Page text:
Amazon didn’t just wake up one morning and decide to be nice.
Clearly, it’s raising pay for the same reason a lot of retail chains have been raising nominal pay over the past three years: The economy is improving, and in a decent labor market, if you insist on being a bottom feeder in terms of wages, you are going to end up stuck with very marginal workers.
The decision to specifically set the new entry-level wage at the much-discussed $15-an-hour peg, however, speaks to not just narrow labor market economics but also politics. Some of that politics is trying to get out from under Bernie Sanders’s line of fire (and indeed, Sanders and Jeff Bezos formed a weird mutual admiration society on Twitter Tuesday), but Amazon went even beyond that and said it will start lobbying for a large federal minimum wage increase. What’s up with that?
Well, as Derek Thompson observes, though surely all retailers would prefer to pay lower wages rather than higher, if everyone has to pay higher wages, Amazon probably wins, because “as the industry leader in robotic technology, Amazon could also ‘afford’ a higher labor price by shifting more warehousing and retail labor from humans to machines.”
It’s worth noting that back in the fall of 2005, Walmart — which at the time was the technological leader in retail logistics — pulled this exact same move and started lobbying for a minimum wage increase. Democrats took Congress about a year later, and in 2007, the minimum wage went up. But then the global economy collapsed in 2008-’09, so we never really got a clear look at whether this strategy for world domination was working.
And of course now, 10 years after the Great Recession, Walmart is still a big and successful company, but it’s Amazon that’s the big dog in retail and Walmart is in some ways scrambling to play catch-up.
Swinging left while Facebook swings right
Obviously, I assume one thing Amazon is hoping to get out of this is to reduce the pressure to subject the company to additional regulatory scrutiny. Lina Khan’s fairly radical proposal to reshape the foundations of American antitrust doctrine has made a ton of intellectual headway over the past three years, and getting people to think, “Actually, Amazon is good,” is an obvious step toward countering that.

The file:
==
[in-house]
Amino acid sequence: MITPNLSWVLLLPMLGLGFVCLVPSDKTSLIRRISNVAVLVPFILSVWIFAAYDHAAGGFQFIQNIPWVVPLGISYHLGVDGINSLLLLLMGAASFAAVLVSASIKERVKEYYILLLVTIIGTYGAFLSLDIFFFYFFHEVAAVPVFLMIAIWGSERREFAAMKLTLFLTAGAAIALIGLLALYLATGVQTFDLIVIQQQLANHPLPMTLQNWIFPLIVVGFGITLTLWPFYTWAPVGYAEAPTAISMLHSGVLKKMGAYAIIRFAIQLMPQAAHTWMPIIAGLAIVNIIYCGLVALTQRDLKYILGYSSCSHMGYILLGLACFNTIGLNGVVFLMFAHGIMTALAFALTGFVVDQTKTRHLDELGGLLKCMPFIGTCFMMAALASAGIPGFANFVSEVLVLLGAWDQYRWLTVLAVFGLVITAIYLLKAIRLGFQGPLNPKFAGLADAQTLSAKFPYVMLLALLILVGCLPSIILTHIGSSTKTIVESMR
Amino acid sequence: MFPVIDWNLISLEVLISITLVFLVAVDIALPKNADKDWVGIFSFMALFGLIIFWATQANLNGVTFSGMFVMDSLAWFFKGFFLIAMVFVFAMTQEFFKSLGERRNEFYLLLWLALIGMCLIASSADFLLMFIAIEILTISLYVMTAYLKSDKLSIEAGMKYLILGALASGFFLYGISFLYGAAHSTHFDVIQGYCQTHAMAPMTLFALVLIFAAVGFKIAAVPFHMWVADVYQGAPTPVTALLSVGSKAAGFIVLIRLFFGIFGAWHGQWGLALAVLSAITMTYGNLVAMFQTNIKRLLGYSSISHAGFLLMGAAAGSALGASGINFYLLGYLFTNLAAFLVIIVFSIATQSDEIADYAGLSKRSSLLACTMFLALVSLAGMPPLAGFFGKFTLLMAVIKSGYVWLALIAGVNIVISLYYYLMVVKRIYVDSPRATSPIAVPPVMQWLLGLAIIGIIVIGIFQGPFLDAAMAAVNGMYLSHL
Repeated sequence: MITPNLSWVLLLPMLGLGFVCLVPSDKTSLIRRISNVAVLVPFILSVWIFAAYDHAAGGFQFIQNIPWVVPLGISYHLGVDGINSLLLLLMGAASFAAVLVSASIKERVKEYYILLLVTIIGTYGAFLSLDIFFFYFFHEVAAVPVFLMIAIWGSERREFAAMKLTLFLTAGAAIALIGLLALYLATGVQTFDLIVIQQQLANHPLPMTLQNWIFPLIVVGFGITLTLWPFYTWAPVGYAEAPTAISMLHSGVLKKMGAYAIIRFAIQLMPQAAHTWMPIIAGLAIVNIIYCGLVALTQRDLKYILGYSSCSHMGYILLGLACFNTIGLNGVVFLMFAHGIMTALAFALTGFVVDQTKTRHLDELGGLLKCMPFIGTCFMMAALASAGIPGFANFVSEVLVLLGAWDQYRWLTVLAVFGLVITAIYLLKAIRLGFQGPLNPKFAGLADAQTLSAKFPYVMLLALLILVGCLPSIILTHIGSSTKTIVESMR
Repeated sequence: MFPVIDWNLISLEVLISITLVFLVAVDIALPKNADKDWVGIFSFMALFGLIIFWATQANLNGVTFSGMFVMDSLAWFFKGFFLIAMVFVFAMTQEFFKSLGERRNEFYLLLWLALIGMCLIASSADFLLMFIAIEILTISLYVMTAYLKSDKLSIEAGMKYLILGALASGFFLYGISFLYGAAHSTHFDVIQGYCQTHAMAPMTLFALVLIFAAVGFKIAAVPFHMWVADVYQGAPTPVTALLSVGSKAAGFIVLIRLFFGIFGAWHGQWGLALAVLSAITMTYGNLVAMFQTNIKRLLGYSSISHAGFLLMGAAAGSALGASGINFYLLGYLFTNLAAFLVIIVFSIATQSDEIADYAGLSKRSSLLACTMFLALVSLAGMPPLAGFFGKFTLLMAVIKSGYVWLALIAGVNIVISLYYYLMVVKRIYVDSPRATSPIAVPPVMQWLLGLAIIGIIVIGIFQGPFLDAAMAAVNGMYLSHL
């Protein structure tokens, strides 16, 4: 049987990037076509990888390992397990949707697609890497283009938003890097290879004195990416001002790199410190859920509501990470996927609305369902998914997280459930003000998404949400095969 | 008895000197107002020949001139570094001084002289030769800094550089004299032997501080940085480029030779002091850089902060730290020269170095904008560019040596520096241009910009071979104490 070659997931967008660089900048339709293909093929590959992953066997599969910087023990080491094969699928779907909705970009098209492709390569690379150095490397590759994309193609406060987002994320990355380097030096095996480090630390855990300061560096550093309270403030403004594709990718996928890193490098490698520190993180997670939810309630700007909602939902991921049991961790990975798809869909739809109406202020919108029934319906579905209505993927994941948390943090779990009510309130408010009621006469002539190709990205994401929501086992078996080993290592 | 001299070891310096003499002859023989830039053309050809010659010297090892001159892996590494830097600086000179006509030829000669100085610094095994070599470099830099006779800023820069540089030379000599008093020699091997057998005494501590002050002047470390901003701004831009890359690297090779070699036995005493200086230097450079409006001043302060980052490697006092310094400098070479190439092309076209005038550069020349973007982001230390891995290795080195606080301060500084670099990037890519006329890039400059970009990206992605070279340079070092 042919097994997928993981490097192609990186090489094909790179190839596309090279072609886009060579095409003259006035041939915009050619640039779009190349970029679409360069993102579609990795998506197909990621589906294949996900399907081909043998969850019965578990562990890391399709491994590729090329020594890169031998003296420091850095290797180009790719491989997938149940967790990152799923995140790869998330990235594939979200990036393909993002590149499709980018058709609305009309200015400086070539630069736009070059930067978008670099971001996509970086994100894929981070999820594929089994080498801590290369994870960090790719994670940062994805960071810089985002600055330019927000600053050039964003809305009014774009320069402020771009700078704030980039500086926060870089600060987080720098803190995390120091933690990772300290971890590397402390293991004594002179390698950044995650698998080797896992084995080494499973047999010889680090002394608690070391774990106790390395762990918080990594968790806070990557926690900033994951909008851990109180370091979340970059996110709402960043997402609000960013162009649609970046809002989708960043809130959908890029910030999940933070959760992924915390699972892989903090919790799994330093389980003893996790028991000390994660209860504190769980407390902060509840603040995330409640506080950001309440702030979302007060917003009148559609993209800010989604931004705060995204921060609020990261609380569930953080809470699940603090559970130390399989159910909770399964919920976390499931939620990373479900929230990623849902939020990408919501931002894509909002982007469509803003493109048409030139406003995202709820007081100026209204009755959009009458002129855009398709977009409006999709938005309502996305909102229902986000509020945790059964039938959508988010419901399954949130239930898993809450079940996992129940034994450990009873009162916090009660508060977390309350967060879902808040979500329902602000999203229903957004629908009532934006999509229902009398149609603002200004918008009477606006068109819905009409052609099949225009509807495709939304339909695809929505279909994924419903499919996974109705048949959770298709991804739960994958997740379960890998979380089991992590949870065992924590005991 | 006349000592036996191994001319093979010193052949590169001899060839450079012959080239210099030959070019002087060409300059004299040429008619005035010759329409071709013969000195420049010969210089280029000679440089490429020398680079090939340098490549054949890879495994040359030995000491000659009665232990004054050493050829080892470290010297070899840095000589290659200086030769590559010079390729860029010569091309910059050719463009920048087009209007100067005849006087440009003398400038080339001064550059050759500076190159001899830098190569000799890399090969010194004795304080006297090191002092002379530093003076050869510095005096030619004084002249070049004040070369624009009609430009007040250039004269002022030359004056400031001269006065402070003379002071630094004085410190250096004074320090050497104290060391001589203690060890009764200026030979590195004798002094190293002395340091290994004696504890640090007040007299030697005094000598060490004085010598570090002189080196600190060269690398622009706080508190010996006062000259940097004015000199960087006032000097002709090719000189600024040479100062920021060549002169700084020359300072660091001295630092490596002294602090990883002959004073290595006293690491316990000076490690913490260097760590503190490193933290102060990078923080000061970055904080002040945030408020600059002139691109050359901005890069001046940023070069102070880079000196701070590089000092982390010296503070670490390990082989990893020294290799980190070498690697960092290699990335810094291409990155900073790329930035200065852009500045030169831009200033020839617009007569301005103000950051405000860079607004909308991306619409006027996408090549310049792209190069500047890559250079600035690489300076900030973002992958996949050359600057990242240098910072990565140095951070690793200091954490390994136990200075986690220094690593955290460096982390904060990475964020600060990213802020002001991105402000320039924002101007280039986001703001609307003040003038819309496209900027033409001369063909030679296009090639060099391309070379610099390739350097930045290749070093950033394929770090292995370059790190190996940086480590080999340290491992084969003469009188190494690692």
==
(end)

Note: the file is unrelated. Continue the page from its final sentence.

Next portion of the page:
What’s interesting, though, is that Amazon clearly perceives this political threat to come from the left even though the right currently monopolizes political power in the United States.
That’s very different from Facebook, which has spent the past two years furiously trying to cozy up to Donald Trump and the Republican Party. Facebook has a major Trump donor on its board, it has a conservative magazine (but no progressive publications) on its fact-checking team, it hired a GOP operative to be its chief global lobbyist and said lobbyist flew to Washington to support Brett Kavanaugh during his hearings, etc.
Amazon, by contrast, has former Obama press secretary Jay Carney leading its PR and seems to worry about what Sanders says about the company.
The difference, I think, reflects Bezos’s besting Mark Zuckerberg when it comes to command of American politics. Amazon’s bet is essentially that Republicans will appoint pro-business ideologues to regulatory agencies and the federal judiciary no matter what, so corporate America is basically golden with a GOP administration in power regardless of any particular company’s public image. Zuckerberg, by contrast, is bending over backward to make sure his platform is friendly to right-wing propaganda broadcasts as if he thinks that will earn him some favors.
Bezos, I think rightly, sees that the only threat to his financial interests from the political right is that the rule of law and civil society might collapse entirely, and he’s invested in the Washington Post to do his part to forestall that outcome. In narrow PR/lobbying terms, meanwhile, he’s worried about whether or not liberals see his company as a force for evil in the world since they’re the ones who might actually do something about it.
And one thing he’s reminding liberals of here is that there are certain virtues to really big companies — they tend to be more productive and can pay higher wages, and precisely because they are so big, you can point and yell at them and try to make them raise pay in a way that’s not possible in a more fractured economy.
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Author: Matthew Yglesias